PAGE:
With your Bias Tape Maker!
I am slightly embarrassed to admit it but I have not 1 but 3 bias tape makers in my sewing toolbox that have never been used. So, when Jean told me about her favorite tool selection, I was all ears! It was like she knew they were tucked away just waiting to be used.
Here are a few of my recent bags:
Tutorial: Easy Bag Handles using Bias Tape Maker Tool
Creating handles for my bags was always a pain for me. Especially if I wanted a sturdy handle. I discovered an easy way make handles that are strong without having to deal with turning a fiddly tube of fabric.
My favorite method uses a bias tape maker tool, like this these from Clover. I use the biggest one for most of my handles – it’s #50 for 2-inch “tape”.
They’re designed to create bias binding for quilts, etc; however, they work really well to make long lengths of perfectly pressed lengths of fabric.
There are three secrets to using the bias maker tool:
Read the directions to see the SIZE of the fabric strip you need. Mark this number on your bias tape maker with a piece of tape or a fancy label, so you’ll remember each time you use it. Cut your fabric to that size to start. For the #50 tool, the strips should be 3 7/8″ wide.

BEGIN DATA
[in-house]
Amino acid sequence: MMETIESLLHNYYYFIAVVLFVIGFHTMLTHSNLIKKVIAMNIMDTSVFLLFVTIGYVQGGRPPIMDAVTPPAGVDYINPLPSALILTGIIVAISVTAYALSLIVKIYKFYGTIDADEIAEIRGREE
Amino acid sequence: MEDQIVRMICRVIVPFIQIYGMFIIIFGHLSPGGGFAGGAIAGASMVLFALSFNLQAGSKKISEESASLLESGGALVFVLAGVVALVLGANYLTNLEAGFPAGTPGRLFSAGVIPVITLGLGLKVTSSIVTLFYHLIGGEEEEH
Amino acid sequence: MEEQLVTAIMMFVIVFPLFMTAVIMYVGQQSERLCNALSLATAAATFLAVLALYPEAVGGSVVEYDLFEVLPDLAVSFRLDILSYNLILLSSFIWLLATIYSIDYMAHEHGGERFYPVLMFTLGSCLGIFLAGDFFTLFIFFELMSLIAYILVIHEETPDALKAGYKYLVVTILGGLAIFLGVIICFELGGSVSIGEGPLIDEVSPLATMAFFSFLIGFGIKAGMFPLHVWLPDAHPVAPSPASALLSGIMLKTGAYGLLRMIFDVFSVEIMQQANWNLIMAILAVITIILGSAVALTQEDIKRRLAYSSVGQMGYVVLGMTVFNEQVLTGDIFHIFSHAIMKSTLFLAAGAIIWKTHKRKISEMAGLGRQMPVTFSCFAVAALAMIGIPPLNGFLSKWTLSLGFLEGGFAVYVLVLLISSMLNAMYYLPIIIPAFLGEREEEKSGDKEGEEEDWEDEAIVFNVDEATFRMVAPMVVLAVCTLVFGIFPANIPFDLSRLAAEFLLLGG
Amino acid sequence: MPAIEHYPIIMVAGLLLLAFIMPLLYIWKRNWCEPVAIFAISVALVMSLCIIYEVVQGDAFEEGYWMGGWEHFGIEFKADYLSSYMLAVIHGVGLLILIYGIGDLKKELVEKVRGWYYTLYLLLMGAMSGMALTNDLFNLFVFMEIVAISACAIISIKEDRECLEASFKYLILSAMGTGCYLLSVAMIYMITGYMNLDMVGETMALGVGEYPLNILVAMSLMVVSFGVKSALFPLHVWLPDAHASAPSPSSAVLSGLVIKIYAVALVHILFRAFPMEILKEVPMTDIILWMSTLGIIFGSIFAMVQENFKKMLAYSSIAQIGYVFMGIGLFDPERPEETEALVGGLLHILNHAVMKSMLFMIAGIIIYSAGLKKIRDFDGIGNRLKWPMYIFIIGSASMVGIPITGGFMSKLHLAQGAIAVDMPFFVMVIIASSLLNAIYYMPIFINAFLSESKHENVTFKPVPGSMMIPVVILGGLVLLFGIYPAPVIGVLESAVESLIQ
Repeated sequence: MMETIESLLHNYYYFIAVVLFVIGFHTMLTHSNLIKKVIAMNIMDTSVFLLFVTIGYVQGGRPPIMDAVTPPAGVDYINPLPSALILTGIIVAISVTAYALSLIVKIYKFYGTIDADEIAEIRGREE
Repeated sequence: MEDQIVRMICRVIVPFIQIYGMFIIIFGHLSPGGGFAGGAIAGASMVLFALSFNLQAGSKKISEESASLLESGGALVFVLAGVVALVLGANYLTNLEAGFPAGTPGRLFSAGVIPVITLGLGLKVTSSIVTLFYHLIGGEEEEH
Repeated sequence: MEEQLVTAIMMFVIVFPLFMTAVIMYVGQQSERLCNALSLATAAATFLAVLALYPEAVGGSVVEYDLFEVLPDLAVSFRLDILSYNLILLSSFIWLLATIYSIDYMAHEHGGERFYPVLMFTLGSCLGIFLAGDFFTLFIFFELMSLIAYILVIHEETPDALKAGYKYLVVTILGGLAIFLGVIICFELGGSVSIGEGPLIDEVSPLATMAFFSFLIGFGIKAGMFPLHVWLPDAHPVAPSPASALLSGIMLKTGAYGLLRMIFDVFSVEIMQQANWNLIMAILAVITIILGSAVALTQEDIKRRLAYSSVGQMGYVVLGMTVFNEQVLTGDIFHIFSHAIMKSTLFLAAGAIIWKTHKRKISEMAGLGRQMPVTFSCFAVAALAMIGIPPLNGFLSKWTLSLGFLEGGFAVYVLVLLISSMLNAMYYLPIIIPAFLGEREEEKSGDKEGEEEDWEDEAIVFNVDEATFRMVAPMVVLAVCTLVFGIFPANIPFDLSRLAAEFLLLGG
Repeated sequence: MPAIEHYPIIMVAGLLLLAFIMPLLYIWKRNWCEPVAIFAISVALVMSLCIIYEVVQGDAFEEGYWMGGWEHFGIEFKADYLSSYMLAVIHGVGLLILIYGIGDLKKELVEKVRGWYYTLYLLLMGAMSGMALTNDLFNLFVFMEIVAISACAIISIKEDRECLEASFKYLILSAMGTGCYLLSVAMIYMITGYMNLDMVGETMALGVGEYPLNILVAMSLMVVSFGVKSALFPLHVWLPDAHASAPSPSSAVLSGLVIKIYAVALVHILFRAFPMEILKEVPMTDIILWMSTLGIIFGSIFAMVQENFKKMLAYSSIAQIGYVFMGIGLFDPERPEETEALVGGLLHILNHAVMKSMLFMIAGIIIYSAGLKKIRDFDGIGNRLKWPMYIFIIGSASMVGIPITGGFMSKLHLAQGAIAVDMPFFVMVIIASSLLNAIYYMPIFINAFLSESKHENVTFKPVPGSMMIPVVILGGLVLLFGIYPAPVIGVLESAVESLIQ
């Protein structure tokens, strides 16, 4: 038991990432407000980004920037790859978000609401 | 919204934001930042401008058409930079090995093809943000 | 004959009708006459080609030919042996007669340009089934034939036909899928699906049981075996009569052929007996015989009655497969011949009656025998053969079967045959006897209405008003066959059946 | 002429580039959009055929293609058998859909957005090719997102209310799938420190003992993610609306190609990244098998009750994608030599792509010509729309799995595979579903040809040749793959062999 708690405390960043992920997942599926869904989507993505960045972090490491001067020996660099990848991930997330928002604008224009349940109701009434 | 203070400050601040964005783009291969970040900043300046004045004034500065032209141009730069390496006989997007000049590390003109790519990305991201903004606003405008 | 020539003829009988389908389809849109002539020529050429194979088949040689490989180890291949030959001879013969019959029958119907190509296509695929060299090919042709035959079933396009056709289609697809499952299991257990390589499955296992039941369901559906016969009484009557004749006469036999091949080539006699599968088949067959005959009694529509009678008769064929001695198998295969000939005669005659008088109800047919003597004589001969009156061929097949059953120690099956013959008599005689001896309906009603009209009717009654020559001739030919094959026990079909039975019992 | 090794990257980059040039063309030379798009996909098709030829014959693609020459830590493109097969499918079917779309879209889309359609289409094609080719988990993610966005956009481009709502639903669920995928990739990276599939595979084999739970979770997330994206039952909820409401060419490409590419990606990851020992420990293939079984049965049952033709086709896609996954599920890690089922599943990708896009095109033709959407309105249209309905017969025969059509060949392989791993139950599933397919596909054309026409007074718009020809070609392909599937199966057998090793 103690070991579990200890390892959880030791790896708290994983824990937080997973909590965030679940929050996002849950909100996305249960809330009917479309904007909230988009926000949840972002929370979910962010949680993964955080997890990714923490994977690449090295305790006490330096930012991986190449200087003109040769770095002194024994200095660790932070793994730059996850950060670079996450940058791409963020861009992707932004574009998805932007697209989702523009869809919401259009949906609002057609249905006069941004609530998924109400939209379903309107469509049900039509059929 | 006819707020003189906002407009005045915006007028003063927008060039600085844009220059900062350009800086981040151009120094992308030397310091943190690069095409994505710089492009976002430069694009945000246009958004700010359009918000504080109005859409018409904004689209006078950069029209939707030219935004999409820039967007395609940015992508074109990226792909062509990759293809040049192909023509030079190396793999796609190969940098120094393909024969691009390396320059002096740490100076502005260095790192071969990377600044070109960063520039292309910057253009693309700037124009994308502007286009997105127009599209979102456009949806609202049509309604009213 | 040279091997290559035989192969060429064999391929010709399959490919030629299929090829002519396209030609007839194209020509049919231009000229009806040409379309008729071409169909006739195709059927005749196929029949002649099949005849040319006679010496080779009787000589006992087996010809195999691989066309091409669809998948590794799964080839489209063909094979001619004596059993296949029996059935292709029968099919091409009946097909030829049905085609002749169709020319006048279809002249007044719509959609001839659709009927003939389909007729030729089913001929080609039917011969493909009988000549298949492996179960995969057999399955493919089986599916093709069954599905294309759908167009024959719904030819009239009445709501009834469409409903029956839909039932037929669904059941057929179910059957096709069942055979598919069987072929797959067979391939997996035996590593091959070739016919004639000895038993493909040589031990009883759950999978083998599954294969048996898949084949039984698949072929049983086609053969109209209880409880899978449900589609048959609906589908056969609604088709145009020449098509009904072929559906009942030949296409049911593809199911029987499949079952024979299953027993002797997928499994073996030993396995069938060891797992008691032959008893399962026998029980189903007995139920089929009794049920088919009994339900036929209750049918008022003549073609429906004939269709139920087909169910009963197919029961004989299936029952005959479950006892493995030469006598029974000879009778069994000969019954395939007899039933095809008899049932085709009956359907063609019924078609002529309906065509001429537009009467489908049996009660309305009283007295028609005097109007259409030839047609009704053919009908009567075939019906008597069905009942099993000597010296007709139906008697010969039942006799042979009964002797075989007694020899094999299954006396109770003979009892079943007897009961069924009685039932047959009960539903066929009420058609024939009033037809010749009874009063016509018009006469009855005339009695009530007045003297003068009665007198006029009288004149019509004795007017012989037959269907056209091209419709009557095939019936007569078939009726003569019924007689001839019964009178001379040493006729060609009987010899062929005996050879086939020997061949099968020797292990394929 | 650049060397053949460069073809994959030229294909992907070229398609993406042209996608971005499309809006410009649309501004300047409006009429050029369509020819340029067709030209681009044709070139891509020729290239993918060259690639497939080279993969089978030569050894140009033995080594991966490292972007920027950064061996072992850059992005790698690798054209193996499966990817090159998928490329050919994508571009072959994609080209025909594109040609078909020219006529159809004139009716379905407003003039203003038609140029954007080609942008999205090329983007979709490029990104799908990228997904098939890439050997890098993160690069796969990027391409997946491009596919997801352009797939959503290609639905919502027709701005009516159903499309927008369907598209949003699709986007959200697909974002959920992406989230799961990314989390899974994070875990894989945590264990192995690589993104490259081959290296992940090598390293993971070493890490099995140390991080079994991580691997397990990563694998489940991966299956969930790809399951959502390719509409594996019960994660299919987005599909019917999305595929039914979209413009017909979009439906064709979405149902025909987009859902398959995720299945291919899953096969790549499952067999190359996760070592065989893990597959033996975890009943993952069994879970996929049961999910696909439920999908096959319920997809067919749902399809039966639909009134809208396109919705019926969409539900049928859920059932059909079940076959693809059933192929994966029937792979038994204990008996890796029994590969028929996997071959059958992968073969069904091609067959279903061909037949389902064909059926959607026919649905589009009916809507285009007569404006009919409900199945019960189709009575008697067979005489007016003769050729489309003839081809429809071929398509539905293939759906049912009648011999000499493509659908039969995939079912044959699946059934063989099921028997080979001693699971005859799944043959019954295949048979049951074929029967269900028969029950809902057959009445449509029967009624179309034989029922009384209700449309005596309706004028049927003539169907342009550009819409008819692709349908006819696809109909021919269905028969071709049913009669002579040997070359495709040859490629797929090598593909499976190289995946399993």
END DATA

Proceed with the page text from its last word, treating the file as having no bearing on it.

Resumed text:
You don’t need to cut the fabric on the bias when making handles this way. I usually just cut a strip the whole length of the fabric. Fold the fabric into a “point” when threading it through the wide end of the tool. Use a pin poked through the hole on top of the binder to guide the beginning edge of the fabric through the tool.
Once you’ve done these few things, the process for making the binding tape is super easy. Once you’ve threaded the end through, just hold onto the pop-up handle and pull the tool along to the left, while ironing from the right.
You’ll end up with a 2-inch wide handle that’s nicely pressed on each edge. Now, repeat the process with the second strip of fabric cut the same way. I chose a contrasting color, but you can use the same fabric if you like.
Stack them together, wrong sides (or folded sides) together, and stitch along each edge.
Ta-da – perfect bag handle – and you didn’t have to turn a tube.
To make the handle even sturdier, you can iron a 1.5-inch strip of fusible interfacing on one folded side prior to sewing the two halves together; however, I find that makes the handles too stiff.
Another option is to make one strip a heavier weight fabric – that’s what I did for the second handle shown. The owl print is a home-dec weight, adding additional durability to the handle.